Just a reminder while the day off, the marathon and the early Red Sox game are all fun it’s important to remember why there is a Patriots day.

It should not be forgotten Patriots day is all about the British marching on Concord and Massachusetts men later augmented by folk from Rhode Island, New Hampshire and Connecticut answered the call to arms to oppose a tyrannical government that had overstepped it’s bounds to oppress the people it was meant to serve.

Here is a contemporary account excepted from Albert Bushnell Hart’s spectacular American History Told by Contemporaries, Vol. II: Building of the Republic,

Salem, April 25, 1775.

Last Wednesday, the 19th of April, the Troops of His Britannick Majesty commenced hostilities upon the people of this Province, attended with circumstances of cruelty, not less brutal than what our venerable ancestors received from the vilest Savages of the wilderness. The particulars relative to this interesting event, by which we are involved in all the horrours of a civil war, we have endeavoured to collect as well as the present confused state of affairs will admit.

read the rest here

FYI Hart’s series should be required reading for anyone who wants to talk intelligently about US history in the 19th century or before.

Lindaby Linda Szugyi

Where was I? Oh yes, The Fordham Institute’s Common Core Movie Fact Sheet, and its thirteen rebuttals to points made in the anti-Common Core movie, Building the Machine.

I covered the first two points last week.  On to Fordham Institute’s point and rebuttal number three:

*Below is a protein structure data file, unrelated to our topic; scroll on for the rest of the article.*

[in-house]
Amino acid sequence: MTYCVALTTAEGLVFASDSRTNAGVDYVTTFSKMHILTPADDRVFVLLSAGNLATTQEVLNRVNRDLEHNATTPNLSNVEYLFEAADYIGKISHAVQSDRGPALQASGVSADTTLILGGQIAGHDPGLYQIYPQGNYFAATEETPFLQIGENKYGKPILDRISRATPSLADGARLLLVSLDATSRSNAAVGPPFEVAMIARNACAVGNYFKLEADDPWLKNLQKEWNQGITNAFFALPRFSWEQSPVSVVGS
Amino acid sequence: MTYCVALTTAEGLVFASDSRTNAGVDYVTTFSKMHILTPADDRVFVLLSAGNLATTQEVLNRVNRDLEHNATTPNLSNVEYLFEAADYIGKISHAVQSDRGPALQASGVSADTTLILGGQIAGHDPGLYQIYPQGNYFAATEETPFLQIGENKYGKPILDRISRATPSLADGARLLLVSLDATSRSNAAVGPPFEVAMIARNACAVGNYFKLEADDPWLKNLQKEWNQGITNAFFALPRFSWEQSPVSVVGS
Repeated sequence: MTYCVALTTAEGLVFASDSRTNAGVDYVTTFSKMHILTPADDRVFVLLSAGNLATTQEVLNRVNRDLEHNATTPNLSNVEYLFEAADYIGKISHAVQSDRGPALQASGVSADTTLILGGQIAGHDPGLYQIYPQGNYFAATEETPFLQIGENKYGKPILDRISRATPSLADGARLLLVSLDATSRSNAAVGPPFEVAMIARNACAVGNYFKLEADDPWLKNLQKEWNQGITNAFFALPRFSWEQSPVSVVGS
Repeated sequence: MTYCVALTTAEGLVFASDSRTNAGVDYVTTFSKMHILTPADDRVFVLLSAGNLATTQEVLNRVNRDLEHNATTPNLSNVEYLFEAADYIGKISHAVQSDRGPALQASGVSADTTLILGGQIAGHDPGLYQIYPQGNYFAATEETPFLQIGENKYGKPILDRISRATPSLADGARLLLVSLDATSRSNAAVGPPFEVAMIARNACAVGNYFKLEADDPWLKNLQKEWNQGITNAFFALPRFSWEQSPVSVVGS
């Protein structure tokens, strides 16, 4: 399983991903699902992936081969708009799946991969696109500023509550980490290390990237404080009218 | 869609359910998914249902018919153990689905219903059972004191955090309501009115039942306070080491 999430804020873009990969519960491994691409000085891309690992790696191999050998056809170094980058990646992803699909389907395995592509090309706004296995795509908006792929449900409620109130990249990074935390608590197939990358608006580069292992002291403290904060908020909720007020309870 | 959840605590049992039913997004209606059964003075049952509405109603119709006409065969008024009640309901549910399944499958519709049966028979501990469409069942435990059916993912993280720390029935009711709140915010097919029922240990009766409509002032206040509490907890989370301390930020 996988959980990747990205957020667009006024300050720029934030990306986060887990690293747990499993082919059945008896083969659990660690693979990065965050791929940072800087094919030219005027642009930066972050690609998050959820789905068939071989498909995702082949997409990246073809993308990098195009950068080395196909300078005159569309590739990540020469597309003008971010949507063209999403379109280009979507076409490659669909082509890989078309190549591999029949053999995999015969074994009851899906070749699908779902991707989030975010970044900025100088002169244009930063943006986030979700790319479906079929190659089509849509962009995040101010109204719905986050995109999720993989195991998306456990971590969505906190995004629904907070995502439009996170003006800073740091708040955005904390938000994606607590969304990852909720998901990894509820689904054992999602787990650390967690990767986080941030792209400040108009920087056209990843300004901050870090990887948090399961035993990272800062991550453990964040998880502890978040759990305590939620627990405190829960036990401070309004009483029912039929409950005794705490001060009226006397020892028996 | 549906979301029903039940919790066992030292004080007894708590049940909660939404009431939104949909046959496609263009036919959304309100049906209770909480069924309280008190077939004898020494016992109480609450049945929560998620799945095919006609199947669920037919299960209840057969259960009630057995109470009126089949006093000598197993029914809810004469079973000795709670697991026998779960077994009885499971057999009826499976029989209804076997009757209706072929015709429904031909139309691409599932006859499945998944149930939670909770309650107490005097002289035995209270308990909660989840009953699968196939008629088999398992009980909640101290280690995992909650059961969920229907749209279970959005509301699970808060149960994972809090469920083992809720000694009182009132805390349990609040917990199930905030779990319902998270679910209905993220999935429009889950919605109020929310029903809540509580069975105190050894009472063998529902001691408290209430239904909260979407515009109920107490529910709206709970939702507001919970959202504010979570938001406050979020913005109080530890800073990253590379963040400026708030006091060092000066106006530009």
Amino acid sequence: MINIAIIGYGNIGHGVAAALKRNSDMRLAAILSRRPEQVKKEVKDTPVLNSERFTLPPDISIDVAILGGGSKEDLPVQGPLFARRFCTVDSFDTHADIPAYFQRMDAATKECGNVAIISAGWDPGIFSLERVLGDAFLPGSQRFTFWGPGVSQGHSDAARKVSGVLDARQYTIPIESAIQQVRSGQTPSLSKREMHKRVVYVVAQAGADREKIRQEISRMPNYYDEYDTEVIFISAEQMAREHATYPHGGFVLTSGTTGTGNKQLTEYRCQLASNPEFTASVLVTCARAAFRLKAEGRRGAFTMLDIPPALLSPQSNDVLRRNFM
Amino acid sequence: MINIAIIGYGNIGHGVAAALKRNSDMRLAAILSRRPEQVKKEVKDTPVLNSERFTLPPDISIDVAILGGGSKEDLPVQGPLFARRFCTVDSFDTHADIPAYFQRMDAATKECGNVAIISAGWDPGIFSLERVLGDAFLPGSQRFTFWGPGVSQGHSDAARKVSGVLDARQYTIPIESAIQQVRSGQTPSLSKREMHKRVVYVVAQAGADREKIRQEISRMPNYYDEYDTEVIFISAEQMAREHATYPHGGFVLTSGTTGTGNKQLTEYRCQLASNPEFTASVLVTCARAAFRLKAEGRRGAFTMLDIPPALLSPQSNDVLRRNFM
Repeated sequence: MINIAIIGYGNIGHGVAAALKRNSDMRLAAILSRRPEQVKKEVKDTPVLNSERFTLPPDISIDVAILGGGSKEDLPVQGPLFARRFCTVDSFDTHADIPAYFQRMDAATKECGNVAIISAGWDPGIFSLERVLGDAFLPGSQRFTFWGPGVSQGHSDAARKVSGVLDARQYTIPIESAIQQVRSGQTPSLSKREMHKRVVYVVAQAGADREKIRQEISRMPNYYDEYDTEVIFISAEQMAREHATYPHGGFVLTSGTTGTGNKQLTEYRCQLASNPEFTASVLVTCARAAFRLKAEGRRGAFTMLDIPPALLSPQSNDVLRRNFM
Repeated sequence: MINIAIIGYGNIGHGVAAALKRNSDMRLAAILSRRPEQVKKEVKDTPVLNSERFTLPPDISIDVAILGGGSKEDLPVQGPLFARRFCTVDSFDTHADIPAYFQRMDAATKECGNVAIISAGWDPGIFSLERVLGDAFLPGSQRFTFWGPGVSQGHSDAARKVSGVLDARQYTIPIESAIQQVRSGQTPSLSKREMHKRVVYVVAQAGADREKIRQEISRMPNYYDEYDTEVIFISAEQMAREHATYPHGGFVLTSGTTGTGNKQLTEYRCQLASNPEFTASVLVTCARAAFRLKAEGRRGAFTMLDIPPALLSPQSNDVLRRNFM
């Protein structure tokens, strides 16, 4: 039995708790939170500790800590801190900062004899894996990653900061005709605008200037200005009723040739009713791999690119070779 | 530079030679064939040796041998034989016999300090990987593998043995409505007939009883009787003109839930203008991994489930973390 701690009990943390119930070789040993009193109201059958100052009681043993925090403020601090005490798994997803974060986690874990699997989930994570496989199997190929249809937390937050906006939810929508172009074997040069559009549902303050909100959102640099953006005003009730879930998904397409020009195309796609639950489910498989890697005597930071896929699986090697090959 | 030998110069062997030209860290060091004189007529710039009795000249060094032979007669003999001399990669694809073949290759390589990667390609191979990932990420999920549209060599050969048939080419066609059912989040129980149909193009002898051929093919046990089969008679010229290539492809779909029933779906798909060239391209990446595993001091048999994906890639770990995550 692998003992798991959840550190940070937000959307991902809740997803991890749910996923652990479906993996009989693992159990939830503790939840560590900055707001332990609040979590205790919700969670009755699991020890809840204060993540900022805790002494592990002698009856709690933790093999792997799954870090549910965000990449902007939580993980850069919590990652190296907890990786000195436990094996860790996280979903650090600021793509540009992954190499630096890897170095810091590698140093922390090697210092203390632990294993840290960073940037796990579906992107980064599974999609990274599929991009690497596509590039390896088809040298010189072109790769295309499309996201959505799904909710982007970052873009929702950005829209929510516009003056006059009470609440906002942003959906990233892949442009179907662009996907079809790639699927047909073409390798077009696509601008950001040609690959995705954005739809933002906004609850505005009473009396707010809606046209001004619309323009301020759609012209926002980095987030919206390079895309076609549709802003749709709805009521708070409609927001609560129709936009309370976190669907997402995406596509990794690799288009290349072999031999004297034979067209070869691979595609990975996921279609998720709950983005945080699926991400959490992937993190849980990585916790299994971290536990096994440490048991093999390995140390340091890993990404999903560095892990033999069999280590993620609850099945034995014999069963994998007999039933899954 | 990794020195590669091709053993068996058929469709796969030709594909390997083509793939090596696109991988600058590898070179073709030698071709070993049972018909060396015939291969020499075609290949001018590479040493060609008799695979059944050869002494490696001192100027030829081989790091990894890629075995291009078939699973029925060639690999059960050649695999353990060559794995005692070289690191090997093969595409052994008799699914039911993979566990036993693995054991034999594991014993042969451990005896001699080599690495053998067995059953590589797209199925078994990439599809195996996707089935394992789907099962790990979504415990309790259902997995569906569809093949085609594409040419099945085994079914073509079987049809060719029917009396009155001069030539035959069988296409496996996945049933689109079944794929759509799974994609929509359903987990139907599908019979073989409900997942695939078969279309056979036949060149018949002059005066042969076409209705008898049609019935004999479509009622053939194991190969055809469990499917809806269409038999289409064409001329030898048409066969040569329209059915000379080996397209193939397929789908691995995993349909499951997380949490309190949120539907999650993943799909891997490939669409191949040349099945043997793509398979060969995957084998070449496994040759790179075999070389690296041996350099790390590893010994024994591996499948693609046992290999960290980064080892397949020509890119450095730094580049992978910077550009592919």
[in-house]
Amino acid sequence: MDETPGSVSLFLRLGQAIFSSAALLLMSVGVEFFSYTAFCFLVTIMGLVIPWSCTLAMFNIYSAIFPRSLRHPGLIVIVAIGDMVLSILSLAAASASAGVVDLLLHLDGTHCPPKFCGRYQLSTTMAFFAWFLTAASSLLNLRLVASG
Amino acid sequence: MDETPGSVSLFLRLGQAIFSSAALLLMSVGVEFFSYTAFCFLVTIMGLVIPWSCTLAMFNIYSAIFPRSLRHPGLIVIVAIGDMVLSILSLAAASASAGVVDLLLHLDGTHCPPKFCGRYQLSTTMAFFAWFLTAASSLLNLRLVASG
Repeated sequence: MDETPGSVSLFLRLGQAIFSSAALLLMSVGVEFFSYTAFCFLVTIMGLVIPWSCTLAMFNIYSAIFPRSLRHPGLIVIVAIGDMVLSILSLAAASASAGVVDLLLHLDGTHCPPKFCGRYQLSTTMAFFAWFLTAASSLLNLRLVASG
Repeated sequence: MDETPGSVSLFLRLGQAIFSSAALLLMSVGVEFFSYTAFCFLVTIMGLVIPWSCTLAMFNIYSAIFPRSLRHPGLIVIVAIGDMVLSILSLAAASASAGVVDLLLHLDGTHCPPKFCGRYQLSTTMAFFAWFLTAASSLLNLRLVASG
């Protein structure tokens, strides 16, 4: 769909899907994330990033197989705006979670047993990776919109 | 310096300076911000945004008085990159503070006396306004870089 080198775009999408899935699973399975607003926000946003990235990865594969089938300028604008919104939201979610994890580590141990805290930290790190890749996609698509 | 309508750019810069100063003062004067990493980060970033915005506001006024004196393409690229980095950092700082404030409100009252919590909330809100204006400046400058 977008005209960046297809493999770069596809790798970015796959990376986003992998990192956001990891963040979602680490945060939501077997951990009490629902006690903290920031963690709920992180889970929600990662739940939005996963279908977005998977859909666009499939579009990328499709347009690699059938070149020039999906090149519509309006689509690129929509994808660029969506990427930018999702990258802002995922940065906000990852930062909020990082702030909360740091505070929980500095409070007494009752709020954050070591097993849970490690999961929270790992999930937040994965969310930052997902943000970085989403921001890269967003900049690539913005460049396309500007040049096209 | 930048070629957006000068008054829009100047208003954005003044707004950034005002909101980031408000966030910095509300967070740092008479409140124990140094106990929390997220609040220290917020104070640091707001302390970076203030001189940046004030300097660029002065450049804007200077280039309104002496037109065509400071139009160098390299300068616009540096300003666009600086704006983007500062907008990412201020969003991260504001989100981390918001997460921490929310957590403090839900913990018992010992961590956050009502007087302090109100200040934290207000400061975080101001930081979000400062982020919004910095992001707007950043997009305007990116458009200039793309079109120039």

3.  “ASSERTION: ‘THE COMMON CORE DISINCENTIVIZES PARENT INVOLVEMENT. IT STOPS PARENTS FROM A DEEP AND ABIDING INTEREST IN THEIR CHILD’S EDUCATION.’  FACT: WITH STANDARDS, PARENTS CAN CLEARLY ASSESS IF THEIR CHILD IS BEING CHALLENGED TO GAIN THE SKILLS AND KNOWLEDGE NEEDED TO SUCCEED IN COLLEGE OR CAREER.”

The problem here is the assumption that all standards are helpful.  Of course, generally speaking, people can better track their progress in anything–education, building a house, or cooking a stew, as examples–if they have some instructions to follow and some checkpoints to compare.

But come on.  Which is going to be the easier stew recipe to follow?  The plain-written one, or the one that carries on ad nauseam about the level of seasoning complexity, the integration of tubers and nightshades, and the importance of having diverse ingredients?

In order for standards to be helpful to parents, they first have to be readable.  Yet, the Common Core Standards are phrased in as verbose and convoluted a manner as possible.  Have a look at them, if you haven’t yet.  Even simple things like listening and holding a conversation are expressed in complex, high-sounding terminology.

Phony claptrap may intimidate some parents, but it shouldn’t.  It should be derided as just another from of legalese.  We can call it “expertese.”  As a culture, we’ve been ceding authority to the self-appointed experts of child-rearing and education for far too long.  Our experts have turned into naked emperors.

The unnamed author of the Fact Sheet feebly attempts to support the dubious FACT #3 (parents can clearly assess their children with Common Core Standards), by reminding us that states had their own standards before Common Core, and parents didn’t complain about them.

parts is parts Wendy's ad“What’s the big deal?  Standards are standards,” seems to be the implicit argument.  I’m reminded of that old Wendy’s ad about the competitors’ chicken sandwich:  Parts is parts!

In this one regard, the Fact Sheet is correct.  We should have been complaining about our ridiculously unhelpful state standards.  It took the foisting of a national set of unhelpful standards for us to sit up and take notice.  As I’ve said before, Common Core doesn’t invent the lousy education, it just nationally standardizes it.

The most interesting part of the Fact Sheet’s argument in #3 is an off-hand use of the word “knowledge”:

“The existence of standards enables parents to clearly track if their child is gaining the necessary knowledge and skills to be ready for college or career.”